Advertising giant Dentsu Group has moved a step closer to notching Japan’s largest-ever sale of a single building as the company proceeds with a plan to sell its Tokyo headquarters for as much as $3 billion, Mingtiandi has learned.
The world’s fifth-largest ad agency by revenue announced on 29 June that its board of directors had approved the sale of the company’s 48-storey Tokyo headquarters, acknowledging that it had received an offer for the asset on 28 June. Dentsu is expected to complete a sale and purchase agreement with local development giant Hulic for around the $3 billion figure by the end of this month, market sources told Mingtiandi.
In its statement to the Tokyo exchange, Dentsu said it intends to lease back space in the 2002-vintage tower in the Shiodome area of Minato ward over an 11-year term.
After posting a $1.3 billion loss for 2020, Dentsu expects to record a gain of JPY 89 billion ($800 million) once the deal is completed, the group said. The transaction would deliver a one-time positive impact on operating income of JPY 87 billion and generate net profit attributable to shareholders of JPY 59 billion. The group will continue to use the building as its headquarters after the sale.
Built on a 17,244 square metre (185,613 square foot) site overlooking Tokyo Bay, the Dentsu Building has a total floor area of 231,701 square metres, meaning Hulic is paying roughly $12,948 per square metre.
The group is offloading the building as part of a set of measures to simplify the business, structurally and permanently lower operating expenses, enhance the efficiency of the balance sheet and maximise long-term shareholder value.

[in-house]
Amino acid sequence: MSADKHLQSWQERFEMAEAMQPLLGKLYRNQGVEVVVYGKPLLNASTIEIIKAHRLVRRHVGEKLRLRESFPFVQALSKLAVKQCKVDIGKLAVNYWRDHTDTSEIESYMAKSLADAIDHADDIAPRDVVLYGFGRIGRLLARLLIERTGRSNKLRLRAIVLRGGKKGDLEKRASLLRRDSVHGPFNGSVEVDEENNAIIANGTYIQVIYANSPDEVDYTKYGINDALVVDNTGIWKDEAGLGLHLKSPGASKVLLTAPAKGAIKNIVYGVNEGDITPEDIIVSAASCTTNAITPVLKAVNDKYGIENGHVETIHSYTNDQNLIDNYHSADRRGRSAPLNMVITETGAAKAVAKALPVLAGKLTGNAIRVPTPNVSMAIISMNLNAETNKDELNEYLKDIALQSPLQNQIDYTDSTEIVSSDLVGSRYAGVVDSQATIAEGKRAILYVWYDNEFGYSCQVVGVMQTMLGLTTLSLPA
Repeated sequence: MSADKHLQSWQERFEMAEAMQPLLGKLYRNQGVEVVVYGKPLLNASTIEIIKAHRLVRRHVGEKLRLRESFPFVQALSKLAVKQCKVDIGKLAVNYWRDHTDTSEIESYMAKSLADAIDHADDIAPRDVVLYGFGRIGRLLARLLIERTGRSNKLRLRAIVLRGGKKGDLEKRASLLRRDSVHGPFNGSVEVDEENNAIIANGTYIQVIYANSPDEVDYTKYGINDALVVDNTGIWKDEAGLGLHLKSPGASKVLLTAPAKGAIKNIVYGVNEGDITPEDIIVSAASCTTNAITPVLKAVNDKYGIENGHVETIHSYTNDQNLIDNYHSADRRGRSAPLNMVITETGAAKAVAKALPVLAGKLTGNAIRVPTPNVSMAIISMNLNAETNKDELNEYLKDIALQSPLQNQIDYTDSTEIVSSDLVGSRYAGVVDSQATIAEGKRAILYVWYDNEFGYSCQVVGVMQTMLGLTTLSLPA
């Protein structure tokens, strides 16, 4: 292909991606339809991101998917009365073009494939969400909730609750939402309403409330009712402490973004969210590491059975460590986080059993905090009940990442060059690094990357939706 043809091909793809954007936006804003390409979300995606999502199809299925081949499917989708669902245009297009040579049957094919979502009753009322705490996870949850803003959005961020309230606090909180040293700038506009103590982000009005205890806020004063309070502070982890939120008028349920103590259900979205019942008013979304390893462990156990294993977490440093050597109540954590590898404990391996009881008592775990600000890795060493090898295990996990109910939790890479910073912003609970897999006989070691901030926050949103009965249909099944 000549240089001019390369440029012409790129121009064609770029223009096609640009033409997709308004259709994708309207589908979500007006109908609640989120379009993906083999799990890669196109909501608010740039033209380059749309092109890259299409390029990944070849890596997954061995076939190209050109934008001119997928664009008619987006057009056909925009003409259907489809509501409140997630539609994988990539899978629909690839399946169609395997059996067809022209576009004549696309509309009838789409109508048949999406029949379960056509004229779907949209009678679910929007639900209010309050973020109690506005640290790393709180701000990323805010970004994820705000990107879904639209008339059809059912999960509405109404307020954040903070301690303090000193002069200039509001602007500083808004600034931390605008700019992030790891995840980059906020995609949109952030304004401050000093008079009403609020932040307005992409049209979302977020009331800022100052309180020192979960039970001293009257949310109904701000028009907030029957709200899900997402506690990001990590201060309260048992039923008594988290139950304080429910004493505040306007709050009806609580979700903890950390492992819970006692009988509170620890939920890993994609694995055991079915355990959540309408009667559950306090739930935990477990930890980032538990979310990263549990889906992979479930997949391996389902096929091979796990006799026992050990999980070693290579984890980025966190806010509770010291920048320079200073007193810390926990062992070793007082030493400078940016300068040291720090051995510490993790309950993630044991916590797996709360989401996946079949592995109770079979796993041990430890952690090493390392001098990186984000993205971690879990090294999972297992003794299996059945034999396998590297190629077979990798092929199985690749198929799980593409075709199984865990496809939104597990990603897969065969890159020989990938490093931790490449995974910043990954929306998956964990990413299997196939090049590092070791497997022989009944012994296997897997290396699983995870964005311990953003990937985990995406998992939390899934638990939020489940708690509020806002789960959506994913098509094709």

“In line with the evolution of work environments, it is intended that the building’s use will develop into a collaborative working space,” Dentsu said.
The ad agency’s plan to sell its headquarters was first reported in January of this year. Dentsu had appointed JLL to help market the asset to potential investors.
Should the deal conclude as planned it would surpass several times over BentallGreenOak’s $693 million acquisition of the Avex Building at 3 Chome-1-30 Minamiaoyama in Minato ward, a transaction that was agreed in December and closed during the first quarter.
In late March, Blackstone had announced its acquisition of eight Japanese hotels from Kintetsu Group Holdings, with that transaction having been priced at $560 million, according to research by Savills.
The biggest sale of a single building ever recorded in Tokyo was Japanese real estate fund manager Davinci Holdings’ 2006 purchase of Pacific Century Place in Marunouchi for the equivalent of $1.8 billion, according to JLL.
Despite growing supply of office space and a softening rental situation, Tokyo ranked as Asia Pacific’s top city for real estate investment deals during the first quarter of 2021, with nearly $4 billion in transactions concluded in the first three months of the year. That number was nearly double the total in Seoul, which ranked second with $2.1 billion in deals.
Tokyo Office Rebound
The sale of the Dentsu Building is a sign of renewed interest in Tokyo’s core office market, said Johnathan Noone, vice president of capital markets at Post Lintel, a Tokyo-based real estate services firm catering to the needs of inbound institutional investors.
Noone noted that Japanese firms in general remain less liberal in their remote work policies than their counterparts in gateway cities around the globe, fuelling confidence in an office market rebound.
“Assets with a tenant profile like this are likely to attract serious interest from institutional investors, as we saw with the Avex transaction at the beginning of the year,” Noone said, likening the Dentsu deal to the disposal by Japanese music company Avex, which also retained rights to lease the property after its sale.
Another instance was Singapore-listed Mapletree North Asia Commercial Trust’s $350 million acquisition of the Hewlett-Packard Japan Headquarters in Tokyo. Hulic was the seller in that transaction, and the developer’s gains from that disposal would provide it with ready cash to help fund its deal with Dentsu.
Tetsuya Kaneko, managing director and head of research and consultancy at Savills Japan, expects big transactions of this sort to continue.
“Japan’s relative stability as well as its favourable funding conditions continue to attract international capital while more Japanese corporations are starting to dispose of corporate real estate leading to eagerly awaited investment opportunities,” he said.